Suddenly competitive gaming had moved from being something that friends did in their own homes to being a far more communal activity. The Noughties became a decade of growth for eSports genre like never before, seeing competitive tournaments spring up left, right and centre. At the turn of the millennium there are about 10 tournaments that serious gamers could play, but by 2010 this had expanded to more than 250.
Some of the biggest tournaments were inaugurated during this time, such as the 2000 creation of World Cyber Games, Major League Gaming being created in 2002 and The Intel Extreme Masters in 2007.
The G7 Teams Federation & eSports On TV
In 2006 the G7 Federation was created with the specific aim of increasing stability within the world of eSports and giving them increased legitimacy.
They wanted to standardise player transfers between organised teams and work with organisations and leagues to ensure that the genre was more organised in general. The name comes from the fact that 7 teams from the new game of Counter-Strike came together to form the Federation, namely 4Kings, fnatic, Made in Brazil, mousesports, Ninjas in Pyjamas, SK Gaming and Team 3D.
Part of the need to standardise and professionalise the world of eSports came in the form of increased television coverage of eSport tournaments. The practice had been started South Korea thanks to dedicated channels like Ongamenet and MBCGame.
GIGA Television began covering eSports in Germany before it shutdown in 2009, whilst XLEAGUE.TV on UK satellite television broadcast between 2007 and 2009. It was clear that there was market for watching eSport competitions, which led to the online streaming platform Twitch being launched in 2011.
Video Game Companies Embrace eSports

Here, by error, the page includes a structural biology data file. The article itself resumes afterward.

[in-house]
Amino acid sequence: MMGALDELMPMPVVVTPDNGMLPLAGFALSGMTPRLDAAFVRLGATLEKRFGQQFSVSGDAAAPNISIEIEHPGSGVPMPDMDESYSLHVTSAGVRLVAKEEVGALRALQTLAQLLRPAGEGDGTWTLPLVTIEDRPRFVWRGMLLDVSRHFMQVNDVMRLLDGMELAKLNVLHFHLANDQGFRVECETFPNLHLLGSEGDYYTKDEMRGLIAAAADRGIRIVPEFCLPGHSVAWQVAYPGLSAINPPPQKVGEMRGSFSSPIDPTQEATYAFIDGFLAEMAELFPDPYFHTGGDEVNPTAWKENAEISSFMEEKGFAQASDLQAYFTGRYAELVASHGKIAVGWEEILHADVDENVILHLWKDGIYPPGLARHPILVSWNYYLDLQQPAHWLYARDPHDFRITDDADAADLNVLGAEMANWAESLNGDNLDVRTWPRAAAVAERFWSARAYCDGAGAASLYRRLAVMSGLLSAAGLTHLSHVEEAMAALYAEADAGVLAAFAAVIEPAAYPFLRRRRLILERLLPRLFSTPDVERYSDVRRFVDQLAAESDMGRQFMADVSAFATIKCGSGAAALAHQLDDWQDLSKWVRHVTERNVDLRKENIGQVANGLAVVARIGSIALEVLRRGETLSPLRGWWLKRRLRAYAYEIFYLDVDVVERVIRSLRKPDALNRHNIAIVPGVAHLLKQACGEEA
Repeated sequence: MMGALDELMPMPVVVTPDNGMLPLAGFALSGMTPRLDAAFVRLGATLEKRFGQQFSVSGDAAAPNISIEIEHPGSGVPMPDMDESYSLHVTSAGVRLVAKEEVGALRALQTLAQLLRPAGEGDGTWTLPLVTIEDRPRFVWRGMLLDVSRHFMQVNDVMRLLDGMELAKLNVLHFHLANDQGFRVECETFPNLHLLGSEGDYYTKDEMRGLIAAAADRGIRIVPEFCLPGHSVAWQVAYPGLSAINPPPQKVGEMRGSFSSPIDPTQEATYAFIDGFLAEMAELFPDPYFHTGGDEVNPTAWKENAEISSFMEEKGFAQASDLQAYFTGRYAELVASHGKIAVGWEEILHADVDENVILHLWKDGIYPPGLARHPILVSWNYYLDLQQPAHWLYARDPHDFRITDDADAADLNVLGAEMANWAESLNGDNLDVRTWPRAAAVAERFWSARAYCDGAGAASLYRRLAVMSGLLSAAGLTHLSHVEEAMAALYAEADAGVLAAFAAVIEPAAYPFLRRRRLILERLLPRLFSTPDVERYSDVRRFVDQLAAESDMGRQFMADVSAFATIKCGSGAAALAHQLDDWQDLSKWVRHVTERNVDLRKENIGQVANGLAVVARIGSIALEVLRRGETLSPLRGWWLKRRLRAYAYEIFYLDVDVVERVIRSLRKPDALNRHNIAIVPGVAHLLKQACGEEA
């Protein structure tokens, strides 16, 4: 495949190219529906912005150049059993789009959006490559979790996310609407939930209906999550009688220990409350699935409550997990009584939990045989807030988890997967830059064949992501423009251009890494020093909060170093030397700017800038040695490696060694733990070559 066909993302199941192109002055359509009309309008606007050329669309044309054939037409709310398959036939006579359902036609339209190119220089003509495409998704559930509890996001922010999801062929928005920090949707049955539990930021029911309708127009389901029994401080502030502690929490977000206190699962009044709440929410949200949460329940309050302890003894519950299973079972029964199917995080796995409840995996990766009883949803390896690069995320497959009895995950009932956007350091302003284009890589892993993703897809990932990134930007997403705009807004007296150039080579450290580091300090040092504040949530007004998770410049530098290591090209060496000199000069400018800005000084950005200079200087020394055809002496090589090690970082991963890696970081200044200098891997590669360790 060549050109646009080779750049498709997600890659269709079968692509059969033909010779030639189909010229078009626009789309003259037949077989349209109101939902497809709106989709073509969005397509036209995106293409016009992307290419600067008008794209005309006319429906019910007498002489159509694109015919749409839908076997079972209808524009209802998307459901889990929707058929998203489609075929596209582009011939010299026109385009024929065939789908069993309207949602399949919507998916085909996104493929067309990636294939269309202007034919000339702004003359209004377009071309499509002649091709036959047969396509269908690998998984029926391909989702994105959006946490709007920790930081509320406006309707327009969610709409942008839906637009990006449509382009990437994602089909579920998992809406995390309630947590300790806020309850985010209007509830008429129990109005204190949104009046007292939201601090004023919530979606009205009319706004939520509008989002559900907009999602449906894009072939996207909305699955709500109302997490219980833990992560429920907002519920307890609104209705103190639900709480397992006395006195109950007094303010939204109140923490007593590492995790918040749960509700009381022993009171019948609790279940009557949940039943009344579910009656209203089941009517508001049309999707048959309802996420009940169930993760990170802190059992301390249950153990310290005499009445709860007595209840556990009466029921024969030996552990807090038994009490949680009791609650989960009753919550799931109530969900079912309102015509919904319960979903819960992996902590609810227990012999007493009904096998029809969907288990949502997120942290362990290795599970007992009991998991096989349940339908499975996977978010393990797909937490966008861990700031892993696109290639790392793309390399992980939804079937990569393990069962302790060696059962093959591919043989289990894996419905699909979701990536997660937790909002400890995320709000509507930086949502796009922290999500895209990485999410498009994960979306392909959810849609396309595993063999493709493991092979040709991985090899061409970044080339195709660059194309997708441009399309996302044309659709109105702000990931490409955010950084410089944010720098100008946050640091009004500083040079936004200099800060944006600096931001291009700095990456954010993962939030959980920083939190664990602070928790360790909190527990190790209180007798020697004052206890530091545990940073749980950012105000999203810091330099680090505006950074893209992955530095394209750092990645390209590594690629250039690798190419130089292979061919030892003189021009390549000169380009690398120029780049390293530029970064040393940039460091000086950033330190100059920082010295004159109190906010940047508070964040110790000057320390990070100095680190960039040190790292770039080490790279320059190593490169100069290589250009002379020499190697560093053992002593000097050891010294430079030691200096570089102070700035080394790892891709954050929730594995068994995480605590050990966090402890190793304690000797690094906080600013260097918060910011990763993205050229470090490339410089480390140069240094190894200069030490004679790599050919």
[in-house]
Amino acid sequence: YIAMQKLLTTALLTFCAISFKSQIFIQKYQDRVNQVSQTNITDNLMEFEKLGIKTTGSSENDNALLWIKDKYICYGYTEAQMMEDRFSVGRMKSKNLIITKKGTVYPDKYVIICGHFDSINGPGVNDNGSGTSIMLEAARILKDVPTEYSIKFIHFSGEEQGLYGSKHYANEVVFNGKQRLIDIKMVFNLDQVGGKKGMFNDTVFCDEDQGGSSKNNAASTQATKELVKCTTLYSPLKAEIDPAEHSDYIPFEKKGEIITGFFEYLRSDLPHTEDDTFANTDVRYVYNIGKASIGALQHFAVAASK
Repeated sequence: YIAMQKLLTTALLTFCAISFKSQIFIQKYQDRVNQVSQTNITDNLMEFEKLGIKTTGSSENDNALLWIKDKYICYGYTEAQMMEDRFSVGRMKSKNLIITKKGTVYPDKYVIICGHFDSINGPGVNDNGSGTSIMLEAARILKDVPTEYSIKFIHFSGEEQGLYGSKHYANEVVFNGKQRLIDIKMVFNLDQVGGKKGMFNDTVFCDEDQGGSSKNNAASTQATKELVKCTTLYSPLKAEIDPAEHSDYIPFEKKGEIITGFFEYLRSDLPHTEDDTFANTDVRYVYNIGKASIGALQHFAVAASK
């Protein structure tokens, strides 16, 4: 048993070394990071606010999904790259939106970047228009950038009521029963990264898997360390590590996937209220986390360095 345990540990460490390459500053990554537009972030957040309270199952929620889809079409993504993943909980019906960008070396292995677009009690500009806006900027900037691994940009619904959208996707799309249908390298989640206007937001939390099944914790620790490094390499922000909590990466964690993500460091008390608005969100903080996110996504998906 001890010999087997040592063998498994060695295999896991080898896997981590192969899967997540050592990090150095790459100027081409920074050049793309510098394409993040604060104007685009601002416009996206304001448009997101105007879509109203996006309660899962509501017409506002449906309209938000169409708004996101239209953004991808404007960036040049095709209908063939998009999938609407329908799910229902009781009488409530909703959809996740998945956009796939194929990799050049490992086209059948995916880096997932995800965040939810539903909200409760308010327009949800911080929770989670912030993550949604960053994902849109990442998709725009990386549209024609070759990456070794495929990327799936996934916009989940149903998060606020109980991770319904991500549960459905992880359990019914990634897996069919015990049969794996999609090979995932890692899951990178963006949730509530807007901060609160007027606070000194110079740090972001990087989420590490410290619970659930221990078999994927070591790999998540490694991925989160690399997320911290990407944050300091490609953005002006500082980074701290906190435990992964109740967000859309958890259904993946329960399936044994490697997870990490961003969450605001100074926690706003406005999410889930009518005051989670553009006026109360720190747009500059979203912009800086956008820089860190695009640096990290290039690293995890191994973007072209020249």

The growth of the industry has meant that the video game companies themselves have had to start embracing a side of the video gaming industry that they’ve previously been wary of getting too involved with.
In 2010 more than 400,000 competitors took part in Nintendo’s Wii Games Summer tournament. They followed it up with a Super Smash Bros. for Wii U tournament in 2014, which was part of the Electronic Entertainment Expo press conference. Meanwhile the creators of Halo began the Halo Championship Series in the same year.
Blizzard Entertainment and Riot Games, meanwhile, recognised the importance of getting eSports accepted at the college level and began the North American Collegiate Championship. It led to institutions such as the University of Pikeville and Robert Morris University Illinois offering athletic scholarships to the best eSport players.
As online viewing of eSports has increased so too has the scope of the events that competitors take part in. In 2014 the League of Legends World Championship in South Korea saw more than 40,000 people turn to watch, for example, whilst in 2018 the Luxor in Las Vegas opened the country’s first eSports Arena.
Tournaments have their own sets of rules and regulations that must be followed, but eSport players are also expected to behave ethically themselves. Those that don’t live up to these expectations can find themselves banned from eSport competitions for a time.
That doesn’t mean that the genre has been without controversy over the years, however. In 2010, for example, 11 StarCraft: Brood War players were banned from future competitions and fined after being found guilty of making profit by fixing matches.